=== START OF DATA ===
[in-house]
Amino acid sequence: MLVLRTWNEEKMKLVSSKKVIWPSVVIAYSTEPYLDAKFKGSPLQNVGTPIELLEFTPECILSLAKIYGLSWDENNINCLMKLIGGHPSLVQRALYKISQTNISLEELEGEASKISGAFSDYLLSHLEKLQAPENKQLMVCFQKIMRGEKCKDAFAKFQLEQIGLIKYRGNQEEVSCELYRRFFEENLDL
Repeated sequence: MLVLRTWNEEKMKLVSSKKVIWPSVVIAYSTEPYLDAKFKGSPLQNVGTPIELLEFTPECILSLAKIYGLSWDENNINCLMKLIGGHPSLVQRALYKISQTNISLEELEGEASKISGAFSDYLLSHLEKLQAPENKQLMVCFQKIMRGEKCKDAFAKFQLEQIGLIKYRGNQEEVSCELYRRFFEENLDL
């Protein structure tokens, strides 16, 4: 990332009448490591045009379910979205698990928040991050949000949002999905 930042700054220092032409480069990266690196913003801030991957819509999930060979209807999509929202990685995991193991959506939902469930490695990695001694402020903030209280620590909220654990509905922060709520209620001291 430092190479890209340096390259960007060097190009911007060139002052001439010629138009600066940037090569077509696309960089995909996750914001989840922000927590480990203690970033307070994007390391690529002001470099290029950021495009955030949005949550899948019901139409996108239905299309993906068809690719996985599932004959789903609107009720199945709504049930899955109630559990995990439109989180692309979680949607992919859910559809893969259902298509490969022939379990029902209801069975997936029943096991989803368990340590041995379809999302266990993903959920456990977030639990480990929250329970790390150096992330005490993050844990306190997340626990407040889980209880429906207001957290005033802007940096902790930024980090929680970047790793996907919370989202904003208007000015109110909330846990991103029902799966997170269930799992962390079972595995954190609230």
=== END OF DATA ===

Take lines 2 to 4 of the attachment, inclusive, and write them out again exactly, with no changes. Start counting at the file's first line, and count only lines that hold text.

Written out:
Amino acid sequence: MLVLRTWNEEKMKLVSSKKVIWPSVVIAYSTEPYLDAKFKGSPLQNVGTPIELLEFTPECILSLAKIYGLSWDENNINCLMKLIGGHPSLVQRALYKISQTNISLEELEGEASKISGAFSDYLLSHLEKLQAPENKQLMVCFQKIMRGEKCKDAFAKFQLEQIGLIKYRGNQEEVSCELYRRFFEENLDL
Repeated sequence: MLVLRTWNEEKMKLVSSKKVIWPSVVIAYSTEPYLDAKFKGSPLQNVGTPIELLEFTPECILSLAKIYGLSWDENNINCLMKLIGGHPSLVQRALYKISQTNISLEELEGEASKISGAFSDYLLSHLEKLQAPENKQLMVCFQKIMRGEKCKDAFAKFQLEQIGLIKYRGNQEEVSCELYRRFFEENLDL
């Protein structure tokens, strides 16, 4: 990332009448490591045009379910979205698990928040991050949000949002999905 930042700054220092032409480069990266690196913003801030991957819509999930060979209807999509929202990685995991193991959506939902469930490695990695001694402020903030209280620590909220654990509905922060709520209620001291 430092190479890209340096390259960007060097190009911007060139002052001439010629138009600066940037090569077509696309960089995909996750914001989840922000927590480990203690970033307070994007390391690529002001470099290029950021495009955030949005949550899948019901139409996108239905299309993906068809690719996985599932004959789903609107009720199945709504049930899955109630559990995990439109989180692309979680949607992919859910559809893969259902298509490969022939379990029902209801069975997936029943096991989803368990340590041995379809999302266990993903959920456990977030639990480990929250329970790390150096992330005490993050844990306190997340626990407040889980209880429906207001957290005033802007940096902790930024980090929680970047790793996907919370989202904003208007000015109110909330846990991103029902799966997170269930799992962390079972595995954190609230």